BOSTON - Gridlocked roads, bottlenecked backups, and crawling commutes are nothing new for drivers in the Boston area.
However, if your commute seems to be getting longer, it's probably not your imagination – and you're certainly not alone.
"I'd say over the past few years it’s gotten worse," said commuter David Foote, who lives in Danvers.
Foote leaves his house at 4:30 a.m. every weekday morning for his Boston office, a trip of about 20 miles.
"If I don’t do that, I sit in traffic for hours," he said.
Foote isn’t the only one.
Commuters all over the state say they're spending more time in traffic than ever before.
"I go to Boston three to four times a week and it is brutal," said Paul Ferraguto, who commutes from Woburn to Boston.
Boston 25 News pulled the most recent MassDOT traffic volume data, which shows the number of cars on Boston area roads is at an all-time high.
From 2015 to 2017, we found there were approximately 8,000 more cars a day on Interstate 290 in Shrewsbury. The number of vehicles on Interstate 495 went up by about 12,000 in the same time frame. On Route 128 in Woburn, it was even worse, with a jump of about 18,000 cars a day.
The biggest jump was on the part of Interstate 93 known as the Southeast Expressway. In just those two years, MassDOT saw an increase of roughly 32,000 cars a day on the stretch that runs through Quincy.
Livable Streets Alliance is a local advocacy group dedicated to making transportation more practical and user friendly in and around Boston. Executive Director Stacy Thompson is one of many transportation advocates who want the state to explore a concept known as smarter tolling.
Thompson says smarter tolling could help spread the traffic volume throughout the day. The idea would be essentially to lower toll costs for people who travel during off-peak hours as an incentive to keep them off the roads at rush hour.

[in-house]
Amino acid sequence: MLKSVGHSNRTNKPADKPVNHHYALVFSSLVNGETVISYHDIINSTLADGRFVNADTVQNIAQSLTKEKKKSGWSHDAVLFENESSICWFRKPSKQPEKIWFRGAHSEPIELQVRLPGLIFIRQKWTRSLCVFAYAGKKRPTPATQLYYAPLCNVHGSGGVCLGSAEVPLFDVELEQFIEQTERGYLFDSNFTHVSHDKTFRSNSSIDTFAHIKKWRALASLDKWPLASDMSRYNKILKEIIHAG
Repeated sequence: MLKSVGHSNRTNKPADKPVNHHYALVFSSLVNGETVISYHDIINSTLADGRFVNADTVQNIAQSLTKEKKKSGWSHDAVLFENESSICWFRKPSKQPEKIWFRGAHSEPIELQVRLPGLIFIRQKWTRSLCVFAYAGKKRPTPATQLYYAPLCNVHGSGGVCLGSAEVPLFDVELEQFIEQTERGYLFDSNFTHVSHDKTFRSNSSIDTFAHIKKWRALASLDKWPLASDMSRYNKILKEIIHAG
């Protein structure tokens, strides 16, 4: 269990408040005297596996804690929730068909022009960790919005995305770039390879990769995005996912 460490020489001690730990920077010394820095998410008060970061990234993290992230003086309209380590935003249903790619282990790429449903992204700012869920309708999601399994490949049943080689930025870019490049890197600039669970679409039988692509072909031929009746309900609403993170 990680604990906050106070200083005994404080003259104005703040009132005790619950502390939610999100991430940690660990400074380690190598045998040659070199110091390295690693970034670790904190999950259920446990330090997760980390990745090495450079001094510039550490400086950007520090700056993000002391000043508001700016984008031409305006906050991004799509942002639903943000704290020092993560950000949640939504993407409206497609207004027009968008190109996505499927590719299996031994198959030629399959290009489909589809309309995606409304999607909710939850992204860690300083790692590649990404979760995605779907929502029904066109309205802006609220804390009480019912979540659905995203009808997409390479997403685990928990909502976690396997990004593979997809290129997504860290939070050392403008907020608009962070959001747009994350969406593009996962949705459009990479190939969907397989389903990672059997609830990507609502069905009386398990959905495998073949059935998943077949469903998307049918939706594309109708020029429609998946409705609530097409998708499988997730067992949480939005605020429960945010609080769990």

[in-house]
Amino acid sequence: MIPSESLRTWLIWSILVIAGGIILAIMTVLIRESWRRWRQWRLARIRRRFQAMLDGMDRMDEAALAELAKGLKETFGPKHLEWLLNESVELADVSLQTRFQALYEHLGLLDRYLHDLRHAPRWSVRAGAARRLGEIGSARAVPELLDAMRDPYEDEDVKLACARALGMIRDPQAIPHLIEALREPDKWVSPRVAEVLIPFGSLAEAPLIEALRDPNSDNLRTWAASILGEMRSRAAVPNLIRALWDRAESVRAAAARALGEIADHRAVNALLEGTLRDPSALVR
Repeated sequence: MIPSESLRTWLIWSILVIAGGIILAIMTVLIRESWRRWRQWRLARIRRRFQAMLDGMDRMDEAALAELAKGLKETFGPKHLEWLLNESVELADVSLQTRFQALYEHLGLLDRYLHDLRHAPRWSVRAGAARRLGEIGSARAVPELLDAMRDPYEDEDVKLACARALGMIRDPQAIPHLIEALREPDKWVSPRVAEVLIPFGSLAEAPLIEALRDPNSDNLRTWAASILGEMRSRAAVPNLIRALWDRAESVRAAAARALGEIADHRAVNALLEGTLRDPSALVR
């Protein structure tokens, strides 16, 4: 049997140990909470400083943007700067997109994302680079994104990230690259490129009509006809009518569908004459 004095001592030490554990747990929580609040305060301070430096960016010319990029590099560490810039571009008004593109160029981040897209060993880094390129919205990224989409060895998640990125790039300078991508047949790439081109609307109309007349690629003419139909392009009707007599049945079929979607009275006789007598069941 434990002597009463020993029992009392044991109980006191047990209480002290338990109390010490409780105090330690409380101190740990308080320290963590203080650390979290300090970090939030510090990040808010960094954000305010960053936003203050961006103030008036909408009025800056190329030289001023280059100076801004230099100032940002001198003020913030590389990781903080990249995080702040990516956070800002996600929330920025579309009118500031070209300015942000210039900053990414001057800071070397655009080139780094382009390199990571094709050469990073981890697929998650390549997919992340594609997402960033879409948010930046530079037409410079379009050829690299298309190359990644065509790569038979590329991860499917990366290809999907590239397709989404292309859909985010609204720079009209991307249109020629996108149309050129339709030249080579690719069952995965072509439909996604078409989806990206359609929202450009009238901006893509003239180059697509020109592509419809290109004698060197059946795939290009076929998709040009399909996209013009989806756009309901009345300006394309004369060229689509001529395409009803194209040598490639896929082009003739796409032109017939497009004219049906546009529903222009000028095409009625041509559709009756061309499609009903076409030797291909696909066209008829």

"Many people in Massachusetts are at a breaking point. They're tired of sitting in traffic. They can't get to daycare to pick up their kids, can't get home to cook dinner, it's a real problem," Thompson said.
Chris Dempsey, director of advocacy group Transportation for Massachusetts, is also a proponent of smarter tolling.
"It's something that has worked well in other parts of the country. We don't know if it will work well in Massachusetts, but we want MassDOT to try it. Traffic in Massachusetts is a crisis, and it's getting worse and worse every year," Dempsey said.
Transportation Secretary Stephanie Pollack says MassDOT is hesitant to implement a smarter tolling program, because there hasn't been enough research done about why traffic is getting worse.
"We don't study congestion a lot. So we don't have the answers to those questions. One of the things we're talking about doing is a more comprehensive study of where is the congestion? Why is it happening? Can we understand it better so we can propose things that will really fix it," Pollack said.
Pollack says MassDOT has been focusing most of their attention on the MBTA, with billions invested in projects to upgrade the aging subway system. Construction on the Green Line investment project started back in June, and will add seven new stops through Cambridge, Somerville, and Medford. The state is also working to replace the entire fleets of cars on the Red and Orange Lines.
"The most important thing if we want to help people make better transportation choices to avoid congestion, is they have to have another option. So we're focusing on giving them that other option," Pollack said.
For suburban commuters like Paul Ferraguto and David Foote, the MBTA isn't an option.
"I plan accordingly and my wife says she'll have dinner ready at 8:00," said Foote.
They're among the hundreds of thousands of drivers who are still stuck in their cars, facing longer drive times with each passing day.
"You gotta make sure you go at the right time and get in and out and you just work with it. It is the worst it's ever been," Ferraguto said.
MassDOT has recorded average annual daily traffic numbers across the state since 1970, and are constantly updating their counts online.
To search the trends in your town or route to work, visit MassDOT's searchable database.
Using the quick search allows you to narrow down traffic count locations and data by county, community or even certain roads (some residential streets may not be measured by MassDOT).
Use the tools panel on the top right corner of the map to calculate drive times from selected locations, based on MassDOT data.
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